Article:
People may be familiar with the term “The Greatest Generation,” now almost past, who fought World War II and rebuilt America in the shadow of the Great Depression.
Now there is “The Grateful Generation” — those who were touched by “The Greatest Generation,” their kindness and love in rebuilding the world after World War II. We in Asia and parts of the Middle East have a special place in our hearts for America.
From the graves of brave Americans at Normandy to freeing East Germany from Soviet domination, the United States has been the major force in leading the world for good.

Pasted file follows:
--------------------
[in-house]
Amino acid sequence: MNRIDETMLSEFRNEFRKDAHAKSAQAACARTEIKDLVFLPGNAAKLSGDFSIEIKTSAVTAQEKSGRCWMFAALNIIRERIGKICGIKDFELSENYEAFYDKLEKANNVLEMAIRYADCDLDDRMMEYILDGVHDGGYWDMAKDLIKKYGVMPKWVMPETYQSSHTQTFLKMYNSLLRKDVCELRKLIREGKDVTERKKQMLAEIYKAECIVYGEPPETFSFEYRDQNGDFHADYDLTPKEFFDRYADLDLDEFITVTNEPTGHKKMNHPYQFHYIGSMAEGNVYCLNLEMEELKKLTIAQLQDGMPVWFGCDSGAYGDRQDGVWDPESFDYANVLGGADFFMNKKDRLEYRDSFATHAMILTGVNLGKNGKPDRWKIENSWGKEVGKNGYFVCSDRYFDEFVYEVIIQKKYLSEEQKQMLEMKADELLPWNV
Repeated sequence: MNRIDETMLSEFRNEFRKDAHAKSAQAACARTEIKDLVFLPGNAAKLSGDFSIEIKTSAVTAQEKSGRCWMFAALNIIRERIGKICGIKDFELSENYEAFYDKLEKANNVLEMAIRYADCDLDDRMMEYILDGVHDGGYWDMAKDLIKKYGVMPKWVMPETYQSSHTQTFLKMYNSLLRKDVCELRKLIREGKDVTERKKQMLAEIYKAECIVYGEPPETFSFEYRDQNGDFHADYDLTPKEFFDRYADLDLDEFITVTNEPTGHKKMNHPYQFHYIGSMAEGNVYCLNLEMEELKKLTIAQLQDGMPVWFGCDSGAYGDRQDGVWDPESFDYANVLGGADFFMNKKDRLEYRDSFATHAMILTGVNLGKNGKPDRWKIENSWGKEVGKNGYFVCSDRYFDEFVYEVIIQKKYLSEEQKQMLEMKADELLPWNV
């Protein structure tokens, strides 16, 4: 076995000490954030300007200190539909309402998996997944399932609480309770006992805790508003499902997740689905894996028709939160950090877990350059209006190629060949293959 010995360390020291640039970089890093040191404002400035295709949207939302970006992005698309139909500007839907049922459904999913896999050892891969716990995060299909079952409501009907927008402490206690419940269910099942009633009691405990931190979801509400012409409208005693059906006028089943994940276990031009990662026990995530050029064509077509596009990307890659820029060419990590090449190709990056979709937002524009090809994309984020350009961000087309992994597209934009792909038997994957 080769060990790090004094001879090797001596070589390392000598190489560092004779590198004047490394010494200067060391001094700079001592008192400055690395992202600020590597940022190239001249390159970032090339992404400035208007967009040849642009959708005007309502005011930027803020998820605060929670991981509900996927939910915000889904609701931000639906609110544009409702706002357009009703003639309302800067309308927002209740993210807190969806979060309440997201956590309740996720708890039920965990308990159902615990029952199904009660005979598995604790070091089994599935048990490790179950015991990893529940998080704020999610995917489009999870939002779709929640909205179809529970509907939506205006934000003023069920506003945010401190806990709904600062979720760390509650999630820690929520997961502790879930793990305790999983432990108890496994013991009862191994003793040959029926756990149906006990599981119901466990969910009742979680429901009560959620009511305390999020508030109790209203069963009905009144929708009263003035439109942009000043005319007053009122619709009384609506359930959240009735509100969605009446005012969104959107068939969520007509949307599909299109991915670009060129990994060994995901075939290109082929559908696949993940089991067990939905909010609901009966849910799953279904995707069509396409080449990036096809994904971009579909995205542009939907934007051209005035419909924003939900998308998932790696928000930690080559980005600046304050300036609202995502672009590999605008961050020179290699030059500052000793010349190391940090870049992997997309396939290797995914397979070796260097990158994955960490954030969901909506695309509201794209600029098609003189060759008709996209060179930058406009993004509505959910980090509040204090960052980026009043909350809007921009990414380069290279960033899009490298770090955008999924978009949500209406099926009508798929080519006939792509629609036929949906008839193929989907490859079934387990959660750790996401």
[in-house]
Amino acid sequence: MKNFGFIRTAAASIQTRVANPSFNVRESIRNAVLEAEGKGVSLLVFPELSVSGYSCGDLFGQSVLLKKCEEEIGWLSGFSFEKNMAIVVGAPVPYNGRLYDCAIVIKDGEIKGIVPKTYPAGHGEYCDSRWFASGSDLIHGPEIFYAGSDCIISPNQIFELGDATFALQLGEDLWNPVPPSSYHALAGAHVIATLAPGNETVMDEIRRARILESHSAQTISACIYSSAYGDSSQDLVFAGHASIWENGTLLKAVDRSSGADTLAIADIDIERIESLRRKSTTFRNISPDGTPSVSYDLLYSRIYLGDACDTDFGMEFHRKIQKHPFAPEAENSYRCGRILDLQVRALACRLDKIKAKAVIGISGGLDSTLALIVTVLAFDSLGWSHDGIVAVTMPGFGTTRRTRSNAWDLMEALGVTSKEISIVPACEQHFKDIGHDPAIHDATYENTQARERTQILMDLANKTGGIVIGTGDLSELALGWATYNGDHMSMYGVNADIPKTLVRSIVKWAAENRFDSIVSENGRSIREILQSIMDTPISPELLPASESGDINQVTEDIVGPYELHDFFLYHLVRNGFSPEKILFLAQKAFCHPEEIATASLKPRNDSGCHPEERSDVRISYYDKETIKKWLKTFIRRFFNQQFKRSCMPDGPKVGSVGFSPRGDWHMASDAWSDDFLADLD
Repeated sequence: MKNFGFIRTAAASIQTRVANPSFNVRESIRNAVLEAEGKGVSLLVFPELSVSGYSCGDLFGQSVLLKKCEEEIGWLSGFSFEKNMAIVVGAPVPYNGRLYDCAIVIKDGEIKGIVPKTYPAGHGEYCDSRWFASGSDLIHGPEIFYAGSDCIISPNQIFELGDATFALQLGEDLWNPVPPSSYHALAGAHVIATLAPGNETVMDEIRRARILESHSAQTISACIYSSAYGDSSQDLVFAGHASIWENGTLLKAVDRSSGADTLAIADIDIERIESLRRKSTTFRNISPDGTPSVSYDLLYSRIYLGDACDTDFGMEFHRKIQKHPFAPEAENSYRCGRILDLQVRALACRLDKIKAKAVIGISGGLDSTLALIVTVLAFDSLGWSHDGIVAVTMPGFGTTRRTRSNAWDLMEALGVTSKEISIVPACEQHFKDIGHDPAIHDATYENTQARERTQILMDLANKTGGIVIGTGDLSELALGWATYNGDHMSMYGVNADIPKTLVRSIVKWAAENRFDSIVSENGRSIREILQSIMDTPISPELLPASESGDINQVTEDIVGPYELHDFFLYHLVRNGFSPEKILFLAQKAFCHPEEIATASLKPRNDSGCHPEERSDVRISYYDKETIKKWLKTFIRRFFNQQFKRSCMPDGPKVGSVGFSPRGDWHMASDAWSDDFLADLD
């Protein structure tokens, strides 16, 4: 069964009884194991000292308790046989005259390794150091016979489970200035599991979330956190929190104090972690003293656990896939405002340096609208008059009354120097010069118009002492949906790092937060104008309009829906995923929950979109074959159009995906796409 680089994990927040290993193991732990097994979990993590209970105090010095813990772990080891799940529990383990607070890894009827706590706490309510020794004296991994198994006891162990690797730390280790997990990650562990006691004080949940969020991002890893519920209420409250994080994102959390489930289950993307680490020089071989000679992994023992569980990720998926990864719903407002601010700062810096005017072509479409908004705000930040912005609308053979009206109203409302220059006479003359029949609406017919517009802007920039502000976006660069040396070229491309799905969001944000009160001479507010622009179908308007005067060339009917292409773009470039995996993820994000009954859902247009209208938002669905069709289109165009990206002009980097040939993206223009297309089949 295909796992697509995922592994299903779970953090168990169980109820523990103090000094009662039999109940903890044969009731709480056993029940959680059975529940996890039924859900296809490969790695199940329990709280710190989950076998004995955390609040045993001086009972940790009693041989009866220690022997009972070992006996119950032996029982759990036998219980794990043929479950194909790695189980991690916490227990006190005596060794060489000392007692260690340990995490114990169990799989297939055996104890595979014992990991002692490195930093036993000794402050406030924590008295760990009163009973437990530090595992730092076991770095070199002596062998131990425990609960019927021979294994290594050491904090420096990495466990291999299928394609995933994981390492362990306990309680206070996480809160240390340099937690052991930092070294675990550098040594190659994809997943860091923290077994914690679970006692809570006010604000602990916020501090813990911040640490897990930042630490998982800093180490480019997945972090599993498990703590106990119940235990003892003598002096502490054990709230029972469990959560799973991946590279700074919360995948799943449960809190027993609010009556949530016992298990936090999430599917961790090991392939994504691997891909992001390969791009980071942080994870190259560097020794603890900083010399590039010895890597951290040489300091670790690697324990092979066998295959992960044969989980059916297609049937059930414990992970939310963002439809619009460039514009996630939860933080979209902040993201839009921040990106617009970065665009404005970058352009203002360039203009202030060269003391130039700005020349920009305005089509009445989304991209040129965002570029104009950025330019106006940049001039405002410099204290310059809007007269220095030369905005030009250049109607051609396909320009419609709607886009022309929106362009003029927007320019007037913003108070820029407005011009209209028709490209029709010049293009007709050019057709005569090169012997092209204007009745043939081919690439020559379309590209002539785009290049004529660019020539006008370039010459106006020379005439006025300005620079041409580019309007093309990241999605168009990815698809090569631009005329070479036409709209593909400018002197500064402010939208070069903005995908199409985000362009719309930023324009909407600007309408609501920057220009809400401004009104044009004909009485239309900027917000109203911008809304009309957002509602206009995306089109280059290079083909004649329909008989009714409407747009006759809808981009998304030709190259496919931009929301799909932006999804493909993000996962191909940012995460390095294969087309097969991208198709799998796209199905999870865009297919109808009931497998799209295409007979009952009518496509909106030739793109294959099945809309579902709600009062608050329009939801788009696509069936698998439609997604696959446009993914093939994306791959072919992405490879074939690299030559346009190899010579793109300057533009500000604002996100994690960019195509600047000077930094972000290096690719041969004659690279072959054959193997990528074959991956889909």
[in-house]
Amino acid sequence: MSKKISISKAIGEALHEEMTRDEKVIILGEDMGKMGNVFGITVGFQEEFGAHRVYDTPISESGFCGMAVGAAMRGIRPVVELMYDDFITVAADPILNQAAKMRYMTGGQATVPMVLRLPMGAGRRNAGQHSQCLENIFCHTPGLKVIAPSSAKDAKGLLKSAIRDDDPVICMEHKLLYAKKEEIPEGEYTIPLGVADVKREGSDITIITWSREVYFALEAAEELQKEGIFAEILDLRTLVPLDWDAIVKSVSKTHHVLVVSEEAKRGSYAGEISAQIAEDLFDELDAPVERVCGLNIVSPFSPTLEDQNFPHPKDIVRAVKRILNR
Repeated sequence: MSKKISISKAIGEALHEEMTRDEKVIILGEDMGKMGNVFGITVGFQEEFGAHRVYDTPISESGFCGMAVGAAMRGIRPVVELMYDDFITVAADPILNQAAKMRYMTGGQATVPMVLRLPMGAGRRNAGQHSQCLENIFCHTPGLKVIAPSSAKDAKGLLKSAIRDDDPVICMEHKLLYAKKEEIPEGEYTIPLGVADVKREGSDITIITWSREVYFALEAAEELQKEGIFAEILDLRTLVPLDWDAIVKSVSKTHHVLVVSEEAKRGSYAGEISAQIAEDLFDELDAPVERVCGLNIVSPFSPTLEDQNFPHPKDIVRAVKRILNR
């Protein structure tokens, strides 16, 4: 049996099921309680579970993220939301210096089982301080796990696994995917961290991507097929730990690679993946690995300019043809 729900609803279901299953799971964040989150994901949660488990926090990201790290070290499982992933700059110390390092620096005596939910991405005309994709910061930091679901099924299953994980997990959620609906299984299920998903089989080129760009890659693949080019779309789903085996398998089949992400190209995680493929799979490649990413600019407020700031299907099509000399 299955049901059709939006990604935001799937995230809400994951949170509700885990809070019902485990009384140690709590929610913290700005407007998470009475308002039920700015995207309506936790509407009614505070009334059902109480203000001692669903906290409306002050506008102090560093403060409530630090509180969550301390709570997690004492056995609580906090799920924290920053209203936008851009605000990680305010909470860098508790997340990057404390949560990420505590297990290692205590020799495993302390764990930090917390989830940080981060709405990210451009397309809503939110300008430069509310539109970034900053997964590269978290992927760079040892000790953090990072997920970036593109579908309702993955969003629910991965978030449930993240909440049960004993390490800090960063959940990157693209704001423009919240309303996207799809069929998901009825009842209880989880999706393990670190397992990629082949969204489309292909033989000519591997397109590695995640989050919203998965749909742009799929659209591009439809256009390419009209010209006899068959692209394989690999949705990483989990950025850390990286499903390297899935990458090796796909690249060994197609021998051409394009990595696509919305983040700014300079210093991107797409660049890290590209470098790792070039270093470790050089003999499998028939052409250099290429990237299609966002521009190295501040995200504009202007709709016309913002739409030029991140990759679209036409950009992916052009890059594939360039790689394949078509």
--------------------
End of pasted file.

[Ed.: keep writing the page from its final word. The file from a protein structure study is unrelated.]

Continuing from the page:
After the end of World War II, General Douglas McArthur put out a call for 10,000 young men and women to help rebuild postwar Japan. Decades of abuse under a terrible dictator began slowly to heal.
My parents came to Japan, separately, from the West, met in Japan, married there, had their family and served the country for nearly 60 years.
When I was growing up in Japan, a strange event seemed to happen almost every day: Someone would stop, bow deeply and say “Arigato” (“thank you”) sometimes accompanied by an awkward handshake or hug.
One day at a noodle shop, the owner said, “What nationality are you?”
“American”, I said.
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